Rent Under the Sand (2000)

3.6 of 5 from 111 ratings
1h 34min
Rent Under the Sand (aka Sous le sable) Online DVD & Blu-ray Rental
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Synopsis:
In Francois Ozon's absorbing and affecting drama, Charlotte Rampling gives one of the best performances of her career as Marie, a college lecturer who has been happily married to Jean for over 25 years. Whilst on holiday, they visit a deserted beach where Marie lazes in the sun while Jean sets out for a swim - from which he never returns. Some time later in Paris, Marie has resumed her life but refuses to accept that Jean has drowned, continuing to think of him in the present tense and resisting her friends' well-meaning attempts to interest her in other men. Ozon's most mature film to date, 'Under the Sand' is dominated by Rampling's astonishing and moving portrayal.
Actors:
, , , , , , Maya Gaugler, Damien Abbou, David Portugais, Pierre Soubestre, Agathe Teyssier, , , , Fabienne Luchetti, , , , Patricia Couvillers, Patrick Grieco
Directors:
Writers:
François Ozon, Emmanuèle Bernheim
Aka:
Sous le sable
Studio:
Artificial Eye Film Company Ltd.
Genres:
Drama
Countries:
France, Drama
BBFC:
Release Date:
24/09/2001
Run Time:
94 minutes
Languages:
French
Subtitles:
English
DVD Regions:
Region 2
Formats:
Pal
Aspect Ratio:
Widescreen 1.85:1
Colour:
Colour
Bonus:
  • Interviews with Charlotte Rampling and Bruno Cremer
  • Theatrical Trailer
  • Filmographies

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Reviews (1) of Under the Sand

It's all about Rampling - Under the Sand review by JB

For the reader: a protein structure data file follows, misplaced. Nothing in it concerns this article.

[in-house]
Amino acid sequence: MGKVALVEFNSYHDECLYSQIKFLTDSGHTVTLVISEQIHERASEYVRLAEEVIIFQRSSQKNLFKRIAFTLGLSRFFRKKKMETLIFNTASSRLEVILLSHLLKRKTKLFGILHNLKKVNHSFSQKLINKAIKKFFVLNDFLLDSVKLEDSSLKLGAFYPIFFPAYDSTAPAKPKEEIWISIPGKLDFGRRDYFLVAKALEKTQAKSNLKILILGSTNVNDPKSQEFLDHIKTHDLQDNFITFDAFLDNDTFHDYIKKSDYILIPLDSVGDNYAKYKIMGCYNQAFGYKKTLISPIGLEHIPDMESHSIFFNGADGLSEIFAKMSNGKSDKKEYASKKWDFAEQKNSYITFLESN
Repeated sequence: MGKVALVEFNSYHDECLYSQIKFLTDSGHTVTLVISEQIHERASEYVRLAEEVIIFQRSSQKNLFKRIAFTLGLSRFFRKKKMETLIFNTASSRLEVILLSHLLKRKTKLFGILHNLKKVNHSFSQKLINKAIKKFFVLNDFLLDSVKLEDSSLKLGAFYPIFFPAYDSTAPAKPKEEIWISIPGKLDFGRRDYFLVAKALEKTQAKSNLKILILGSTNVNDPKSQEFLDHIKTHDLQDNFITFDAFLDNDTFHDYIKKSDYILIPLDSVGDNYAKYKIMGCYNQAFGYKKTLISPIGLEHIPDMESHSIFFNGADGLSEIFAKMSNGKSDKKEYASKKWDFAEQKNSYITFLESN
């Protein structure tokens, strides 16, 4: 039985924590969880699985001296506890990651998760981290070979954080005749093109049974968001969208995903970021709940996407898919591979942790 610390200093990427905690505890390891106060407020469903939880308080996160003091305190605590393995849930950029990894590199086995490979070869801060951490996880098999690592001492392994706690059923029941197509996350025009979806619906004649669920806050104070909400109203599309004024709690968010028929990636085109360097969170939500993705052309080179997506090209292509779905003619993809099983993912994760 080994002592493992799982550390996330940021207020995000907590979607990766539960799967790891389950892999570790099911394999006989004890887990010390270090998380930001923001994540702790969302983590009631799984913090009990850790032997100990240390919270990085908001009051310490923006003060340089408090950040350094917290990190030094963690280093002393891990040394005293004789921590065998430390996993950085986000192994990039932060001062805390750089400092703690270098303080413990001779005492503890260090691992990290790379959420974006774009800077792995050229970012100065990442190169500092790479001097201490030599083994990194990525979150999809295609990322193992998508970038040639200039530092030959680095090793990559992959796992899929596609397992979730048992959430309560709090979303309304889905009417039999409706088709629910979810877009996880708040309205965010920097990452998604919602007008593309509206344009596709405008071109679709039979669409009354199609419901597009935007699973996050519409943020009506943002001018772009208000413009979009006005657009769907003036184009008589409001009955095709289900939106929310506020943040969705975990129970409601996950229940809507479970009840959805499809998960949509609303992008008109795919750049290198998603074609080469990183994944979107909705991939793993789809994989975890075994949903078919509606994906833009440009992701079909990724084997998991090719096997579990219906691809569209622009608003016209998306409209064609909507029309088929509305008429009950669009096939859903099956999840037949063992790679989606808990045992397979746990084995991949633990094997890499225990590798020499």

Spoiler Alert
18/07/2019

Charlotte 'The Look' Rampling has had a wonderfully idiosyncratic film career giving a lot of great performances in some fascinating and distinctive movies (who else would have starred in Max Mon Amour, as a woman having an affair with a chimp?!) but this could be her best role and she acts everybody off the screen with it.

As a woman grieving, she's caught between a sort of fantasy existence imagining her missing, probably long-dead, husband by her side as she's almost falling into a new life without him. Rampling employs 'The Look', of course but there are many layers here... Passion, longing, horror, resilience, profound sadness, hope.

The film is understated almost restrained, but also quietly sophisticated. Occasionally director Francois Ozon lets the soundtrack and imagery overwhelm. It's not the best film Rampling has been in, although it is broadly excellent. But it's possibly the best performance she's ever given.

2 out of 2 members found this review helpful.

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